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The ultimate guide to Jane Austen's Books

It is a truth universally acknowledged, that no one can write quite like Jane Austen. If you're not sure which of her novels to read first, or you're looking to re-read your favourites, our guide to Jane Austen's books is the perfect place to start.

Jane Austen, one of the most famous writers in the world, wrote six full-length novels. You may have read some, studied others, and been captivated by adaptations of them all on both the big and small screens. 

And it's no wonder that more than 220 years after she penned her first work, we're all still enraptured by Jane Austen's books. All of her novels are beautifully written and feature casts of characters that are impossible to forget. They share common themes – love, class difference, societal expectations, money, family and class, but each book has a distinct character and feel all of its own.

Her books are all so celebrated and so good, that it can be difficult to choose which one to read next. So whether this is the first book by Jane Austen you've ever read, or you're looking for your next classic to curl up with and curious as to which of Austen's novels is the 'best', here’s a quick and simple guide to help you choose.

Jane Austen's Books

The most romantic Jane Austen book

Persuasion

by Jane Austen

Book cover for Persuasion

Anne Elliott is 27 and single – and by Regency England standards, that’s old. But Anne was once in love and engaged to Frederick Wentworth. Sadly, her friend Lady Russell persuaded her not to marry him –she convinced Anne that he was too poor and not a good match – so Anne broke off the engagement. Anne and Frederick meet again eight years later and their circumstances have changed – he’s now a triumphant war hero, she’s fallen on hard times. Can they find love again? Read Jane Austen’s most contemplative, mature and romantic novel to find out, and with a 2022 Netflix adaptation of this classic starring Dakota Johnson and Richard E. Grant to air on 15 July, you might want to add this one to the top of your list.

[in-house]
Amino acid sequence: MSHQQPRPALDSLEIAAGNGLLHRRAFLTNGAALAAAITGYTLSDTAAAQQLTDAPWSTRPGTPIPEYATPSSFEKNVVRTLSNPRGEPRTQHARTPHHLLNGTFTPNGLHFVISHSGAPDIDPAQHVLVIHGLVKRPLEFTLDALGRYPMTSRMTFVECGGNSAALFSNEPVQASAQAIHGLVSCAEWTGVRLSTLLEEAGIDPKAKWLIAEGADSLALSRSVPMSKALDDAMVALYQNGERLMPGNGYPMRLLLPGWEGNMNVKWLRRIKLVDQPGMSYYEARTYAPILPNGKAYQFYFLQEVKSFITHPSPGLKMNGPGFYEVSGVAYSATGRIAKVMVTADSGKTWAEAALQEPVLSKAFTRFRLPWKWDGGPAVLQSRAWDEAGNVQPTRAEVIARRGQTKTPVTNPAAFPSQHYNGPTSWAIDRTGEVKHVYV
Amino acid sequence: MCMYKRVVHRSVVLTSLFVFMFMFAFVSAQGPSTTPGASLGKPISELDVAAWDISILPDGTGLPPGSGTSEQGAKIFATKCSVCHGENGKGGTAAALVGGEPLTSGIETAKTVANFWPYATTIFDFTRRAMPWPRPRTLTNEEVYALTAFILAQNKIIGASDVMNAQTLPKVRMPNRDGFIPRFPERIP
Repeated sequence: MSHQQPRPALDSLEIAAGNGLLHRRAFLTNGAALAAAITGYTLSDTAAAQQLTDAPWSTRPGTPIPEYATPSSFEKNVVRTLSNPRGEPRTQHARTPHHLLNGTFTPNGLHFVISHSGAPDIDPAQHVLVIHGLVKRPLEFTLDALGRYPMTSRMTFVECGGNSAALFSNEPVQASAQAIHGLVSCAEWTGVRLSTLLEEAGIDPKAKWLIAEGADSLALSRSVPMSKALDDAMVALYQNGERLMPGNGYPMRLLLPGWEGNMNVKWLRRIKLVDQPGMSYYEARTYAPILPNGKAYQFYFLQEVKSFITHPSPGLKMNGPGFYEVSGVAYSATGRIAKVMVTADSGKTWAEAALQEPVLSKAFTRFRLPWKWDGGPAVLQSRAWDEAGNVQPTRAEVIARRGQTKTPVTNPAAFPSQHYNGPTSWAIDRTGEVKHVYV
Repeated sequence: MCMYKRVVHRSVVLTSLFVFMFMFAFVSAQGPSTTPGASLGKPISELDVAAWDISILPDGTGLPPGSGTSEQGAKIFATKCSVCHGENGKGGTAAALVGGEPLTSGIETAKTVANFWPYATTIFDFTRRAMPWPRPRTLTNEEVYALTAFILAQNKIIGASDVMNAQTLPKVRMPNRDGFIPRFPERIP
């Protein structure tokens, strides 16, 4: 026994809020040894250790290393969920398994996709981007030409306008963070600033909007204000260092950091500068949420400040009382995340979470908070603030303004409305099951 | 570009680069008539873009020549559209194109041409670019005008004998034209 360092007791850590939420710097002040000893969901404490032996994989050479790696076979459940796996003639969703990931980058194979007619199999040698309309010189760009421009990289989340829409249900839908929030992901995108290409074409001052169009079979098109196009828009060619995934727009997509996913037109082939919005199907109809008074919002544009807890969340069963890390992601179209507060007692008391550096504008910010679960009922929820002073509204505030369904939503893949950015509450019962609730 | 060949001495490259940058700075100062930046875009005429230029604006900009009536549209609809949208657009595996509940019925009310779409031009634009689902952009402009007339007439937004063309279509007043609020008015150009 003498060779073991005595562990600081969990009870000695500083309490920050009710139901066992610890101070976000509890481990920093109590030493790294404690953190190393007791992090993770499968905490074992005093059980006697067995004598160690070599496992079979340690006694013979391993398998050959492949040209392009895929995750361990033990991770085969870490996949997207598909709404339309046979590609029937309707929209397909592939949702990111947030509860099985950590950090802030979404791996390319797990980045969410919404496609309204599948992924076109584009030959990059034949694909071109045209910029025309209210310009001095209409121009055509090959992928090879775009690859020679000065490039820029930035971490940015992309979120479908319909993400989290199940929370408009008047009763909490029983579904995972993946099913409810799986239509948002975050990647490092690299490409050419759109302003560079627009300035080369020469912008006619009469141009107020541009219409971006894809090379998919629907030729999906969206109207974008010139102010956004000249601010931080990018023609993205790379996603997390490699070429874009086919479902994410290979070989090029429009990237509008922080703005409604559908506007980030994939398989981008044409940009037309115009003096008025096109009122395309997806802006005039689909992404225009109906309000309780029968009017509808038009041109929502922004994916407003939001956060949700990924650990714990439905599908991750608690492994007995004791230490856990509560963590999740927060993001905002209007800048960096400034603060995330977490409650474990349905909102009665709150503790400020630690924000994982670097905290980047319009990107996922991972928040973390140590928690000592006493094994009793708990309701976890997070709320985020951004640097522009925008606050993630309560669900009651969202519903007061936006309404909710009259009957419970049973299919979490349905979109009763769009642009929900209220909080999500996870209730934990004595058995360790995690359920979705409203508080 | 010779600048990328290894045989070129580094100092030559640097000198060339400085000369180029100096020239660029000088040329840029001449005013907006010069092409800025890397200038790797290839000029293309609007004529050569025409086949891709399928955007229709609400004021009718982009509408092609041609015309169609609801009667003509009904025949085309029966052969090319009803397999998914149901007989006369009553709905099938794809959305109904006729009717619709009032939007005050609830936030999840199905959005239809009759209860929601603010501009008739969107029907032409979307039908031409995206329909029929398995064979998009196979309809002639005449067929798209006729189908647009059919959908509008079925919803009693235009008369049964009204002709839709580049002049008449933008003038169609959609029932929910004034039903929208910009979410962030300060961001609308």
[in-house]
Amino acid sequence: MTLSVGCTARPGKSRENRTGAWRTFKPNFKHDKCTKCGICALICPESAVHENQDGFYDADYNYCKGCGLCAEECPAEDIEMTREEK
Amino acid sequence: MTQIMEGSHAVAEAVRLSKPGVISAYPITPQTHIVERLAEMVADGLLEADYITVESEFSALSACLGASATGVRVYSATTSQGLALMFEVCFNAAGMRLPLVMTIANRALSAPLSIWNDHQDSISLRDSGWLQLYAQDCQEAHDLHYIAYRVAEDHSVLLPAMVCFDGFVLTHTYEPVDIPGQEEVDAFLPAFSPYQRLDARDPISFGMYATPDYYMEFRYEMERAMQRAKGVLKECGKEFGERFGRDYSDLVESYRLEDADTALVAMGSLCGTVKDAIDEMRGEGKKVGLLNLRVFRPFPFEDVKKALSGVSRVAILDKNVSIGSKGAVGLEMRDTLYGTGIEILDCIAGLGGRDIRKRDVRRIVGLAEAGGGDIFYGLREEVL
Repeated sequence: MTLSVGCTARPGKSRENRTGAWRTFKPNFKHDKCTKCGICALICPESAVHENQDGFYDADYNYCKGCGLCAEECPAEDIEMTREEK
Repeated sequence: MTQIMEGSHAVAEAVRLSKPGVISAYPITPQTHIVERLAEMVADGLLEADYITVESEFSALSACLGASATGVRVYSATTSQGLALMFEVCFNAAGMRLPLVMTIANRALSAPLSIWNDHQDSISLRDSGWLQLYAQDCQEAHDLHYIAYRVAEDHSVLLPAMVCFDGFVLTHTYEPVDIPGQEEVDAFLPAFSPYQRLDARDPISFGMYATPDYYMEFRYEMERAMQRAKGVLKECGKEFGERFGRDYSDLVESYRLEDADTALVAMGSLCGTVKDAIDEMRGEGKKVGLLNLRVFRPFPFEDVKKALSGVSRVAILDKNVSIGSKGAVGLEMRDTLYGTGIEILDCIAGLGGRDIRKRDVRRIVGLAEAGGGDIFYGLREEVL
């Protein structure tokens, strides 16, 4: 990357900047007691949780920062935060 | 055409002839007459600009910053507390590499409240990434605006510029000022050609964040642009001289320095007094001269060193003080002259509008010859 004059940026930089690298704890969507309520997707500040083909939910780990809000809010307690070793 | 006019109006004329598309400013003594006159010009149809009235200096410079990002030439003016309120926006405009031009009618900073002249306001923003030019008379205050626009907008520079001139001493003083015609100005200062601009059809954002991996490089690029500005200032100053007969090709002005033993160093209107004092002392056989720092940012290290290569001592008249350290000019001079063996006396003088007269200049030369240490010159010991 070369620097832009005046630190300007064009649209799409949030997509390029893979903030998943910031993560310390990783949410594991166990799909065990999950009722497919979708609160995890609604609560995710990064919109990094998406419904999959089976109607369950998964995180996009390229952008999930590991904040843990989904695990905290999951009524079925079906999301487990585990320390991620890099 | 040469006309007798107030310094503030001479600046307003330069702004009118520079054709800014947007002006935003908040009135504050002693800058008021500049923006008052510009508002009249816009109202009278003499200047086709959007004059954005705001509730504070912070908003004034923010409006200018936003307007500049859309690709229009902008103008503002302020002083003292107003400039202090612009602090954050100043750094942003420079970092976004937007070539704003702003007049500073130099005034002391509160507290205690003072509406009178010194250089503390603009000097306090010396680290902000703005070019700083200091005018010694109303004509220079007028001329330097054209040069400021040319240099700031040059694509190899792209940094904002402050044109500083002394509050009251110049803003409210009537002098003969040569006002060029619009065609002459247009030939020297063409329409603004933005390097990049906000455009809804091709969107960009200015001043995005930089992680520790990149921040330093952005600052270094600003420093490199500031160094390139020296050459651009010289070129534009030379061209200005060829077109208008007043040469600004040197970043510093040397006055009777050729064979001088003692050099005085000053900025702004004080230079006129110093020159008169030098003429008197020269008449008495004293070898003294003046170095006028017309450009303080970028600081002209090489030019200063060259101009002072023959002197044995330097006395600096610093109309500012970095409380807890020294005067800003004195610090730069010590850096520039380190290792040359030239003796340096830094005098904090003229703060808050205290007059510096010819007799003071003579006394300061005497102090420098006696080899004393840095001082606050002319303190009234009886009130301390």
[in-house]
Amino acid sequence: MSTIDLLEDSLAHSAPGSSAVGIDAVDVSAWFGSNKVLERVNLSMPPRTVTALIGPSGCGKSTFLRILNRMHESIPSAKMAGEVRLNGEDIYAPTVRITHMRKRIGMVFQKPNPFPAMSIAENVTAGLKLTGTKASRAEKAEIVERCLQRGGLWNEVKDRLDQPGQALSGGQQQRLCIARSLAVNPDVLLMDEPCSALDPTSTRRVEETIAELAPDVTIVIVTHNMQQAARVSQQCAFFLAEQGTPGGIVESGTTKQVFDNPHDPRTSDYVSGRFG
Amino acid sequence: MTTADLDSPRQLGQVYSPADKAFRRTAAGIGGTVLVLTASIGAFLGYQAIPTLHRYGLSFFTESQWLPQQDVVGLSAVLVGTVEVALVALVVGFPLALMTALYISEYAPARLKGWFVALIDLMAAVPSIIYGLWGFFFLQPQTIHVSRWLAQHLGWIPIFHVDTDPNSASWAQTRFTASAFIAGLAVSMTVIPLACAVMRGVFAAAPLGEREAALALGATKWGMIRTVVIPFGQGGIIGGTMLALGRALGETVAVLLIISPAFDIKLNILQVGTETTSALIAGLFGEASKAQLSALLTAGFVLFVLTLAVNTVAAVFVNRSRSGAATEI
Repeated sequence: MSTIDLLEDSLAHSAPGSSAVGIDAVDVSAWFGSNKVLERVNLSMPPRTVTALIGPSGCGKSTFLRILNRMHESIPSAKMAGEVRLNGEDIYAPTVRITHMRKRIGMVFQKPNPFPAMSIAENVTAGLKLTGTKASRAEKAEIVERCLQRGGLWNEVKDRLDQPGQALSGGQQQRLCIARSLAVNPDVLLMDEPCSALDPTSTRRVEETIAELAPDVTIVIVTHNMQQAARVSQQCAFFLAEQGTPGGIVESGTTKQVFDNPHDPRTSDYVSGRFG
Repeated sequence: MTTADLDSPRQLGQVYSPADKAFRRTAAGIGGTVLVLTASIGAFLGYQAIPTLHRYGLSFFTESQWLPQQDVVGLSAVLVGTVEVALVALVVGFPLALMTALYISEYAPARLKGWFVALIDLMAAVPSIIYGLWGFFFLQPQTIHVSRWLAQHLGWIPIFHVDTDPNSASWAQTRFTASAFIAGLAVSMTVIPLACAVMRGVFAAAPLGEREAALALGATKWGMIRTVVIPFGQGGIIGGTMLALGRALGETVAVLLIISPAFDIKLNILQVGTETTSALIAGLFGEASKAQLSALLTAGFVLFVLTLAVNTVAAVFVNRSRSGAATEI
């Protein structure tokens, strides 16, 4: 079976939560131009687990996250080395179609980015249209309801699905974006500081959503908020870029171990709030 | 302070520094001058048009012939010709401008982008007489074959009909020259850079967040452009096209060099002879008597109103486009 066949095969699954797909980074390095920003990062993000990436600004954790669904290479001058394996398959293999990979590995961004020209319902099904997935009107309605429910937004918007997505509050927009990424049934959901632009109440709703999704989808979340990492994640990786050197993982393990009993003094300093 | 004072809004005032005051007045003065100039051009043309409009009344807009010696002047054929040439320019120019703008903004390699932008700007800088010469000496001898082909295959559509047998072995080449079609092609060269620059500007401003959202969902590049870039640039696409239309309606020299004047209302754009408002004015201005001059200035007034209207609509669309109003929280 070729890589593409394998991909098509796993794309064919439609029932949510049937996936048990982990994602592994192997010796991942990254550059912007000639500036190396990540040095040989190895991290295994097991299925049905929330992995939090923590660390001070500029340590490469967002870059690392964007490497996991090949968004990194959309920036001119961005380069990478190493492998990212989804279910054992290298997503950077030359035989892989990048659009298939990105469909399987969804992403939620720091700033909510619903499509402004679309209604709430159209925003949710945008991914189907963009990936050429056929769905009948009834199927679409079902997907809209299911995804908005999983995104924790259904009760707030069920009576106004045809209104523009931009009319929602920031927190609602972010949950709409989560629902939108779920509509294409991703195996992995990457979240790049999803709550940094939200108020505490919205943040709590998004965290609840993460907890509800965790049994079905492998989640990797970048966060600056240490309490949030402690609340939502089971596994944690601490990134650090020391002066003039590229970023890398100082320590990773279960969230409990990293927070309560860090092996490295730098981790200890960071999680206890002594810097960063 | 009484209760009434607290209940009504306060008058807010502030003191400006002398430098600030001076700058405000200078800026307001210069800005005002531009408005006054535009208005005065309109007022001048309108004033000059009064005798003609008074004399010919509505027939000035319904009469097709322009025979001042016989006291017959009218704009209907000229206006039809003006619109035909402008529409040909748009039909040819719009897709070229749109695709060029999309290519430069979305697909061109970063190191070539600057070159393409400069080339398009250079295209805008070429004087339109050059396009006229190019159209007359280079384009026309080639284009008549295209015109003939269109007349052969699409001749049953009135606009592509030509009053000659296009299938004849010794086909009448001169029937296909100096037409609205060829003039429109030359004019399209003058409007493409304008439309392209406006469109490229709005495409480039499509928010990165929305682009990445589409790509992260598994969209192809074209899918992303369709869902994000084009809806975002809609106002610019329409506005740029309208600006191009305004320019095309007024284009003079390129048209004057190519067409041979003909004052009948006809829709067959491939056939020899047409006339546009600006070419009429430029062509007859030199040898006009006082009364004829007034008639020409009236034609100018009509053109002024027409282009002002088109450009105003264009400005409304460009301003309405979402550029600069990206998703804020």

The favourite

Pride & Prejudice

by Jane Austen

Book cover for Pride & Prejudice

Dive into Jane Austen’s most famous novel which features the pitch perfect love story between headstrong Elizabeth Bennet and the aristocratic Mr Darcy. When they first encounter each other they really don’t get on and that’s the magic of this timeless romance; both must have their pride humbled and their prejudices dissolved before they can acknowledge their love for each other. 

But if you think Pride & Prejudice is just an entertaining rom-com (and there’s nothing wrong with that!) then think again, there’s much more going on here.  Jane Austen cleverly unpicks the rigid social rules of her time and she successfully explores the tension between ‘truths universally acknowledged’ and authentic human feelings.


The most heartfelt Jane Austen book

Sense and Sensibility

by Jane Austen

Book cover for Sense and Sensibility

The story of two sisters and their search for love, a home and security; Elinor is the sensible and responsible one, Marianne is emotional and impulsive. It’s a lovely premise as the two sisters both clash and come together for each other.  Elinor loves a man who is promised to another woman, Marianne loses her heart to a scoundrel who jilts her.